May 28, 2019

“Have you ever played ding-dong ditch?” Standing in front of a group of children on a Sunday, most hands rise. I see some nodding faces. I also raise my hand as I raise the question. Because I certainly have. Despite my parent’s best efforts to raise me as a good catholic girl.

But what if, instead of just running away, you would leave something nice on someone’s doorstep? A happy surprise? A kind note?

You can feel the giddy excitement in the room. In little less than 3 hours, we will split into small groups, come up with a street art idea or random act of kindness (RAK), do the preparations, and make it happen.

Petje af Breda‘ invited me as a guest lecturer to share a bit about my happy projects. The weekend school provides children ages 10 to 14 with new experiences, ideas, and helps them develop their talents. This month’s theme is ‘positivity’. I explain how they can make a positive difference using their talents, ideas and any materials they have on hands.

It was a good day, filled with awesome things.

Rak with Children Ideas

Guerrilla Kindness Heroes plotting evil plans to take over the world and make it awesome.

RAK with Children crafting

Careful styling considerations about what hat goes best with what eyes and mouth.

craft paper Eyes
RAK with Children craft paper envelope

Making happy hanging surprise messages for strangers.

RAK with Children craft

And crafting colourful envelopes to go with them.

craft envelope tape
craft envelope message

Clear instructions in case you don’t know what to do: “open the package and read what it says”.

RAK with Children yarn

Measuring green yarn spaghetti.

RAK with Children Flower Bouquet

Girls who are so skilled at flower arrangement they could teach a course.

RAK with Children Flowers

Calmly picking wild flowers.

RAK with Children tree

Going into the streets to bring ‘the message to the people’.

RAK with Children Googly Eyes hat

Glue that needs a little care and affection to stick (and a very patient 11-year old).

Child picking Flowers

Enough flowers to make sure you wouldn’t miss a few.

Trashbin Googly Eyes

Garbage monsters that eat your trash.

RAK with Children tree message

Green Guerrilla in action.

RAK with Children hiding car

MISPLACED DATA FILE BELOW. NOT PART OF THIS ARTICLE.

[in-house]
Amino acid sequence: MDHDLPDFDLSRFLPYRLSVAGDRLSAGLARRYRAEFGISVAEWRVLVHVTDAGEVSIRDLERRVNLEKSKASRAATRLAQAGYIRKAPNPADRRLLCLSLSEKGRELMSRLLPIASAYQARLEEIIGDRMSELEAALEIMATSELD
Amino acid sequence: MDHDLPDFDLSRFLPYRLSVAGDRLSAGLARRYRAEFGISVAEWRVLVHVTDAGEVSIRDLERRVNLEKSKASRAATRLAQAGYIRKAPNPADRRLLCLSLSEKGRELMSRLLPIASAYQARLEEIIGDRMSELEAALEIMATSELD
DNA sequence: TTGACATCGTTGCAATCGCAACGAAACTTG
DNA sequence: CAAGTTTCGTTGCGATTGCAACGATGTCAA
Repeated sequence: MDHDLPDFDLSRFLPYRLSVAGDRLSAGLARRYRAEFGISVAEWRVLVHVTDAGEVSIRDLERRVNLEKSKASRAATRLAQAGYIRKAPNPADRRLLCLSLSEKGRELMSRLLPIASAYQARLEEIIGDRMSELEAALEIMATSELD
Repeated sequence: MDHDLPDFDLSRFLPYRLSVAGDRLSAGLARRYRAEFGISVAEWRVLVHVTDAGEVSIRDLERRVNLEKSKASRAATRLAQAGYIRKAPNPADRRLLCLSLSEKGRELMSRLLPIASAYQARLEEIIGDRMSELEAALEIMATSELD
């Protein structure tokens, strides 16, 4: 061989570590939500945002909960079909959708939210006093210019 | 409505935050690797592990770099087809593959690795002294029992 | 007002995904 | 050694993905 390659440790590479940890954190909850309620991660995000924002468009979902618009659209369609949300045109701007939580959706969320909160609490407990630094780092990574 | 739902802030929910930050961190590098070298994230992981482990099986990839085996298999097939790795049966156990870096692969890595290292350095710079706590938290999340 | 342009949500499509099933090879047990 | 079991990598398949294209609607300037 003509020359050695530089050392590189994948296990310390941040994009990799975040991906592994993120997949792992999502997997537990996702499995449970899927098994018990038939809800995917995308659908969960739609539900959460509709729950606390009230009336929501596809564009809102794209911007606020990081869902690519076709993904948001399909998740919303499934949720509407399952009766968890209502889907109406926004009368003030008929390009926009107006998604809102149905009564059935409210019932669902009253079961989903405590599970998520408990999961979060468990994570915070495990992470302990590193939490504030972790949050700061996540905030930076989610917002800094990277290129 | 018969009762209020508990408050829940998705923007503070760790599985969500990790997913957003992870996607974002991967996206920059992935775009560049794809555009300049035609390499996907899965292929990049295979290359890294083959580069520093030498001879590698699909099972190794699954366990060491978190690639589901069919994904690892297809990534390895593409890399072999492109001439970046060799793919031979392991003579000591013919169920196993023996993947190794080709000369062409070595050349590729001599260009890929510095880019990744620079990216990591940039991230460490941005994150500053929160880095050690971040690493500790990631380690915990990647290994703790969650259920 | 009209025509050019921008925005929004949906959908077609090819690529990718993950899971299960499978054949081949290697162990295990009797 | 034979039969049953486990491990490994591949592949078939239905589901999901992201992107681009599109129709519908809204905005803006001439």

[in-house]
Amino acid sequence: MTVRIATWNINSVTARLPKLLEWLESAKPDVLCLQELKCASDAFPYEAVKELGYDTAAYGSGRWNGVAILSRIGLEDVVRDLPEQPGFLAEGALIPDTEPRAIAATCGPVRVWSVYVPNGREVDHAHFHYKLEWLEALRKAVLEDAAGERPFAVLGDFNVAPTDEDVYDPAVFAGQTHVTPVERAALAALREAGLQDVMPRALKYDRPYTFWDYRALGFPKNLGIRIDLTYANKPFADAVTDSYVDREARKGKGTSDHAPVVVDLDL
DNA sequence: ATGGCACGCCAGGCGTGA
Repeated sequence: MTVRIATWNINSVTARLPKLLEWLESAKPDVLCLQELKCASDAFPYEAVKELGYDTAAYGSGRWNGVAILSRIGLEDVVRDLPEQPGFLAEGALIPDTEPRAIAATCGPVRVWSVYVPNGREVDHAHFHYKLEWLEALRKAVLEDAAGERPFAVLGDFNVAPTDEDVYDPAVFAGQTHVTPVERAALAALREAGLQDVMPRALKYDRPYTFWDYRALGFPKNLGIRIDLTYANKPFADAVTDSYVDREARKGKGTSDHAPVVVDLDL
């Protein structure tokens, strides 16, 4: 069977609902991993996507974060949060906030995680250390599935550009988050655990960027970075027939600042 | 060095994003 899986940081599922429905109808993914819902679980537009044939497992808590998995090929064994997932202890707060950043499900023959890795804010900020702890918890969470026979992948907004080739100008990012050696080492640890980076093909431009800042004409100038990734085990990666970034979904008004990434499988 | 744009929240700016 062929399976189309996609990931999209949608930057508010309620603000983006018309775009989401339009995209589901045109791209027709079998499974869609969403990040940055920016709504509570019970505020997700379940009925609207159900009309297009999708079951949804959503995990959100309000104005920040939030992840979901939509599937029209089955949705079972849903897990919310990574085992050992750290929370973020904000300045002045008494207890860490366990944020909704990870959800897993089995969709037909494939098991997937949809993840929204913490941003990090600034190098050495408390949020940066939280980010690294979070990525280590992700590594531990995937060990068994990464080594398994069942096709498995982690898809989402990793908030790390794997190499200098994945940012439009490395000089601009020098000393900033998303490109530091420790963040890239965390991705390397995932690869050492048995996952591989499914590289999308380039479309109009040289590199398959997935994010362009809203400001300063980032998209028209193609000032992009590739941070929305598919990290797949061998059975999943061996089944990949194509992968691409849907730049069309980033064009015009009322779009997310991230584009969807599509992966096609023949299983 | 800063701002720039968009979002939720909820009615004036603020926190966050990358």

Ringing a doorbell, and then running for your life and hide to see what happens, because you are super curious about the reaction.

RAK with Children hiding behind car

Ohh, the suspense…

RAK with Children popsicle

And the best evidence that you made someone’s day: unexpectedly receiving delicious surprise popsicles in return.

PS. If you’re interested in hiring me as a guest lecturer for your school or do a workshop RAK with children, you can email me for more information.

2 Comments

  • Reply

    Kezzie

    May 29, 2019 at 23:12

    Ah, that’s lovely!!!! I think it is really important to encourage children in this way! Well done!
    It’s really nice they were rewarded for their kindness but I’m kind of torn- I am glad because positivity is shared but in some ways, I wish they could have just had the joy of knowing they made someone happy without a tangible reward!

    • Reply

      magicaldaydream

      June 3, 2019 at 12:10

      Yes you make a very good point. I think it’s important to be kind without expecting any reward. That being said, I have experienced encouragement from such actions as well. For example, when I handed out 1000 paper cranes, a girl bought a flower for me as a thanks (when I was handing them out at the train station). With 99,9% of that action I had no idea how it was perceived, I just hoped it would make a positive difference. I can start to doubt the effect I’m having when I don’t always see the effect immediately. So I have experienced a boost in motivation when a single person showed so much gratitude (a flower) that you have reassurance that others also were positively effected by your action, even if you didn’t get to experience the abundance of their reaction.

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